Volume XI, Issue 34 ~ August 21-27, 2003

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For Alien Oysters, the Caution Light is Blinking

Go slow! the National Academy of Sciences said last week.

That was the conclusion of a year-long evaluation of whether to make Chesapeake Bay beds with Asian oysters.

You hear about studies of this and studies of that, and lots of them reach different conclusions. This study is the one to believe. Over the last year, at the request of the Chesapeake Bay Commission, the Academy’s National Research Council sifted through all of the previous studies of oyster imports. They looked back to the 1950s, when somebody’s bright idea to plant an Asian oyster in our waters loosed the devastating parasite MSX, which eats up Chesapeake oysters for breakfast, lunch and dinner.

New troubles cut from that pattern aren’t out of the realm of possibility, the nation’s top scientists concluded.

Hurry-up is the mood today, so this cautionary study has arrived just in time.

In Virginia, oystering is so bad that watermen, seafood lobbies, politicians and even marine researchers are ready to give a promising new oyster a chance.
The chosen one is ariakensis, also called the Suminoe or Asian oyster. It’s being touted as what our native oyster would be if it worked out at Gold’s Gym and gulped steroids: bigger, stronger and faster growing. Ariakensis and our native virginica are so closely related that they even use the same family name, Crassostrea. But, the new reports warns, things are not always what they seem.

“Introducing these non-native oysters in the Chesapeake Bay is not a magic bullet for either saving the oyster industry or restoring the Bay,” wrote Dennis Hedgecock, committee co-chair and a geneticist at the University of California, Davis. “It is unrealistic to expect that such action can reverse the long-term degradation of the Bay in less than 10 years.”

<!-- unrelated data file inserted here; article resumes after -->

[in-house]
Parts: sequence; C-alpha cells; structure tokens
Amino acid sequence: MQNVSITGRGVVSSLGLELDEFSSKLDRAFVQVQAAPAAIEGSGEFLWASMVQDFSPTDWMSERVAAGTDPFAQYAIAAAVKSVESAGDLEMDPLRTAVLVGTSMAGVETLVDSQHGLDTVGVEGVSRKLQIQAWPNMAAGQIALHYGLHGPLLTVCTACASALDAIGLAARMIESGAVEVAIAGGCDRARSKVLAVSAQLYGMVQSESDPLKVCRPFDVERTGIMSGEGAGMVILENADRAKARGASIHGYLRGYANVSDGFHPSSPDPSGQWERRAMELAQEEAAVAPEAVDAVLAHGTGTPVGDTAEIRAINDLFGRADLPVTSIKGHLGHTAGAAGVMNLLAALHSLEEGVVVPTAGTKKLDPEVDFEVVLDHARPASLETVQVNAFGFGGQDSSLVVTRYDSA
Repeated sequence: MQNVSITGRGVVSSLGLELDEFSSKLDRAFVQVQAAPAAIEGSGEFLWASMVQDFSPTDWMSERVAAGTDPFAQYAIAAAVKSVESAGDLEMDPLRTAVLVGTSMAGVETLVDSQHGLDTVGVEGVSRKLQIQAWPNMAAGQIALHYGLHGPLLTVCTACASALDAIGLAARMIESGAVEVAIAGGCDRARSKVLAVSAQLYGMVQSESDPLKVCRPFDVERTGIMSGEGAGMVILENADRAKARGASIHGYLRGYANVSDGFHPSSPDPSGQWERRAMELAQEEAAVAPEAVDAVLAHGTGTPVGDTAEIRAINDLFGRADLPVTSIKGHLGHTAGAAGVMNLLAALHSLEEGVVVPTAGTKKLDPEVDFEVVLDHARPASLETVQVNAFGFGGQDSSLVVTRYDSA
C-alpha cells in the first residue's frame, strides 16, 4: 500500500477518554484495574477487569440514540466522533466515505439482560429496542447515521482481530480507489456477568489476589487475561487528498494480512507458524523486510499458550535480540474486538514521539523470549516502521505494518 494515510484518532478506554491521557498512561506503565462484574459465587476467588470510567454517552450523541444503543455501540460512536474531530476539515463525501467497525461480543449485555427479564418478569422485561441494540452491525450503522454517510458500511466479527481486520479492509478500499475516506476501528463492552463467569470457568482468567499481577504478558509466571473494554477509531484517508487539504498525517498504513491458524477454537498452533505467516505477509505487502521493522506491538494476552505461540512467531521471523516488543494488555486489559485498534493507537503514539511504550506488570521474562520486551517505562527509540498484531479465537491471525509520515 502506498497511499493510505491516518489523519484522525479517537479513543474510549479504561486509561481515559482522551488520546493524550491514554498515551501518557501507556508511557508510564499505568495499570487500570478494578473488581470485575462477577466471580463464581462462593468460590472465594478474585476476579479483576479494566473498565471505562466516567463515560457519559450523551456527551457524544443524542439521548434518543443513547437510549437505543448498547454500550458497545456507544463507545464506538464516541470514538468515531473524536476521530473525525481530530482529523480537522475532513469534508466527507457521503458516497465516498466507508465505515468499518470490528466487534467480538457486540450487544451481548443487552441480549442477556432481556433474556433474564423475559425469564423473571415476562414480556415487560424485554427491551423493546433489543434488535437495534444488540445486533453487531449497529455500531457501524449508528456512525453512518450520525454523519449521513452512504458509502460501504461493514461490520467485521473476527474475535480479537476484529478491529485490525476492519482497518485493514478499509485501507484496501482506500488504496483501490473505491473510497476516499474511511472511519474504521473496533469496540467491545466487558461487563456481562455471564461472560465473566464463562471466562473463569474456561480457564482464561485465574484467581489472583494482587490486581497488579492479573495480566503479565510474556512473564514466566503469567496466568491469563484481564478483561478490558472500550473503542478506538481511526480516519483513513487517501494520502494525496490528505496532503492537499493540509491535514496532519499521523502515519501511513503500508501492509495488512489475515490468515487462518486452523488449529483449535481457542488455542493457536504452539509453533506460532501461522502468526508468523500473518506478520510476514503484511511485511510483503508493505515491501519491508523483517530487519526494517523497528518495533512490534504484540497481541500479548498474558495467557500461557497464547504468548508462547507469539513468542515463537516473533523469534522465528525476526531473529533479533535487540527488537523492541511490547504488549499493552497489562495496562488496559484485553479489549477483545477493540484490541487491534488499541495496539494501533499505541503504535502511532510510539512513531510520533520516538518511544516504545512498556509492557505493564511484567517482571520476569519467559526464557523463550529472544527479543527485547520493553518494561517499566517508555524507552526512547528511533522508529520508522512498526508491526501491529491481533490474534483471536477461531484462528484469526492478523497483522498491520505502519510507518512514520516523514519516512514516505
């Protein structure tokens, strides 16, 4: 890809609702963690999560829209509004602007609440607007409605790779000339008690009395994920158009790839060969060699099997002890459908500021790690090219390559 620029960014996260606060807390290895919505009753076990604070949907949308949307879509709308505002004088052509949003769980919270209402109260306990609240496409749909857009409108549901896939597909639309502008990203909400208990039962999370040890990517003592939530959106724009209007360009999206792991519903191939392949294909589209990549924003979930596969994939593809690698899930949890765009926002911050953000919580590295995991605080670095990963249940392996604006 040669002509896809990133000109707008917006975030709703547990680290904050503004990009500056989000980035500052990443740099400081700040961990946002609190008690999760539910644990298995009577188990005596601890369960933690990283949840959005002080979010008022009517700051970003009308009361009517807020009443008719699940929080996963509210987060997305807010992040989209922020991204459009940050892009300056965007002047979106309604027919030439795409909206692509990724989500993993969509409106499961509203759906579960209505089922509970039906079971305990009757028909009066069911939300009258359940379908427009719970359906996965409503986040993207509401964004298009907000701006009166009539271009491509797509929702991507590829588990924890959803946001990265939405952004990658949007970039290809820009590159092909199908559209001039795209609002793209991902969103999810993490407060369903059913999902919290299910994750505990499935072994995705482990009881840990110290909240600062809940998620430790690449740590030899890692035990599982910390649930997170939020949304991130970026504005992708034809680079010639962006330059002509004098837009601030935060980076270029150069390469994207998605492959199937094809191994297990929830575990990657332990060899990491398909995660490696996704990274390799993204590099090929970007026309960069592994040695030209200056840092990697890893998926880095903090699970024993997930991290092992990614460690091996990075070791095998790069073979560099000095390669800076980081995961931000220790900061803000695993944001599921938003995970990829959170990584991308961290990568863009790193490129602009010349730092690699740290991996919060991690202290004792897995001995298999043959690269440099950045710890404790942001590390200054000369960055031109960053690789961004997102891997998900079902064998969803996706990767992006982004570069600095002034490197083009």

In Maryland, the Ehrlich administration has ordered studies with an urgency that suggests he’s ready to move immediately.

We admire his can-do attitude, but what we see in the findings released August 14 is a flashing yellow and certainly not a green light. It wasn’t a red light, but what they said was go slow and go cautious.

“Contained aquaculture of infertile non-native oysters on a small scale,” the committee allowed, “would provide more information for industry and policy-makers to make a sound decision on further use of non-native oysters.”

Still, we’re worried that Ehrlich’s man in DNR, dentist Ronald Franks, may be color blind. Responding to the report, he said he was “pleased with the findings. It confirms and supports DNR’s multi-faceted strategy to restore the Chesapeake Bay including the potential introduction of C. ariakensis.”

We understand all the good a healthy oyster can do — for the Bay, the marine economy and our winter menu. Academy scientists, too, pointed to the potential value of ariakensis to produce environmental as well as economic benefits. But whether ariakensis is that oyster, no one yet knows. That’s what the new study is telling us.



© COPYRIGHT 2003 by New Bay Enterprises, Inc. All rights reserved.
Last updated August 21, 2003 @12:32am